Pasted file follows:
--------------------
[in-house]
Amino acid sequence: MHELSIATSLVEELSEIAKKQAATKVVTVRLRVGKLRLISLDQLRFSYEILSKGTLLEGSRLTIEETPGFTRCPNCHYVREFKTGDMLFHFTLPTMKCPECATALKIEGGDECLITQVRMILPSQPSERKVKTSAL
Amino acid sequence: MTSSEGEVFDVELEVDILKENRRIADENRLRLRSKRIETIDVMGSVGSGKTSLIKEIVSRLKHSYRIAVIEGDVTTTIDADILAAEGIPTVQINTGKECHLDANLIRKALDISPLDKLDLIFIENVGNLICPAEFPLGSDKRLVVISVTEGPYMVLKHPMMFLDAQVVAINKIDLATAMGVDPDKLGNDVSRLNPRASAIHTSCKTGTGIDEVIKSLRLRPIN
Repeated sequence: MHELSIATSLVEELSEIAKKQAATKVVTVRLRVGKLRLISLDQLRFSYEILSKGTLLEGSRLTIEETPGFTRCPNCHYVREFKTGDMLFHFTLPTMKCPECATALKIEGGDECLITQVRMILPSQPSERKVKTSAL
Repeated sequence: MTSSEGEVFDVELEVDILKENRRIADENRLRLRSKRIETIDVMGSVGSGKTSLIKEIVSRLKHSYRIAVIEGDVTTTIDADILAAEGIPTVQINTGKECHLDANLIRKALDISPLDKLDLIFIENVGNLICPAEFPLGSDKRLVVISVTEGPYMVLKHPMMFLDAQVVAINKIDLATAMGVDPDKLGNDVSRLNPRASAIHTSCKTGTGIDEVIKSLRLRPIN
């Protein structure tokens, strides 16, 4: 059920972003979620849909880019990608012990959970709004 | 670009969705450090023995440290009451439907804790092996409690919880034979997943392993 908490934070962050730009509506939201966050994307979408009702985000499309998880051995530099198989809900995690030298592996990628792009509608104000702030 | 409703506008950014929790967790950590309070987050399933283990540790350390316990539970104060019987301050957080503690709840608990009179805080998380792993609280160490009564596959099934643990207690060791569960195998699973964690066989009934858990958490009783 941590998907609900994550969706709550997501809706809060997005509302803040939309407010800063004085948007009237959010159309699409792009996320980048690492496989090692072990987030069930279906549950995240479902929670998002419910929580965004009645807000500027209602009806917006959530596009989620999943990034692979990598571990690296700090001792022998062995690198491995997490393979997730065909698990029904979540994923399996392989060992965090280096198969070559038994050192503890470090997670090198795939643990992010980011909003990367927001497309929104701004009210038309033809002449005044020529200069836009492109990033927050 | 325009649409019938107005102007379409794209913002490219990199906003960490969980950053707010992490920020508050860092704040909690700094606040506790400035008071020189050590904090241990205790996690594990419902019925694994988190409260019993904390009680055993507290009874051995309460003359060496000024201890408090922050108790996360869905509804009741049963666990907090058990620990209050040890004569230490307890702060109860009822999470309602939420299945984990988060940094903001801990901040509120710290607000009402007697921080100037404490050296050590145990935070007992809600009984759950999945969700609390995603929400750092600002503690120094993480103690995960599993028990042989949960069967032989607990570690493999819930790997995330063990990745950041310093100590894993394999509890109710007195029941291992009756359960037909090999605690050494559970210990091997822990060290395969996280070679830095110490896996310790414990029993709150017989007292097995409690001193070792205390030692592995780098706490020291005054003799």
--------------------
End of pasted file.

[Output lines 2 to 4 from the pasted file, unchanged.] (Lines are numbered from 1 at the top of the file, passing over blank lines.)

Amino acid sequence: MHELSIATSLVEELSEIAKKQAATKVVTVRLRVGKLRLISLDQLRFSYEILSKGTLLEGSRLTIEETPGFTRCPNCHYVREFKTGDMLFHFTLPTMKCPECATALKIEGGDECLITQVRMILPSQPSERKVKTSAL
Amino acid sequence: MTSSEGEVFDVELEVDILKENRRIADENRLRLRSKRIETIDVMGSVGSGKTSLIKEIVSRLKHSYRIAVIEGDVTTTIDADILAAEGIPTVQINTGKECHLDANLIRKALDISPLDKLDLIFIENVGNLICPAEFPLGSDKRLVVISVTEGPYMVLKHPMMFLDAQVVAINKIDLATAMGVDPDKLGNDVSRLNPRASAIHTSCKTGTGIDEVIKSLRLRPIN
Repeated sequence: MHELSIATSLVEELSEIAKKQAATKVVTVRLRVGKLRLISLDQLRFSYEILSKGTLLEGSRLTIEETPGFTRCPNCHYVREFKTGDMLFHFTLPTMKCPECATALKIEGGDECLITQVRMILPSQPSERKVKTSAL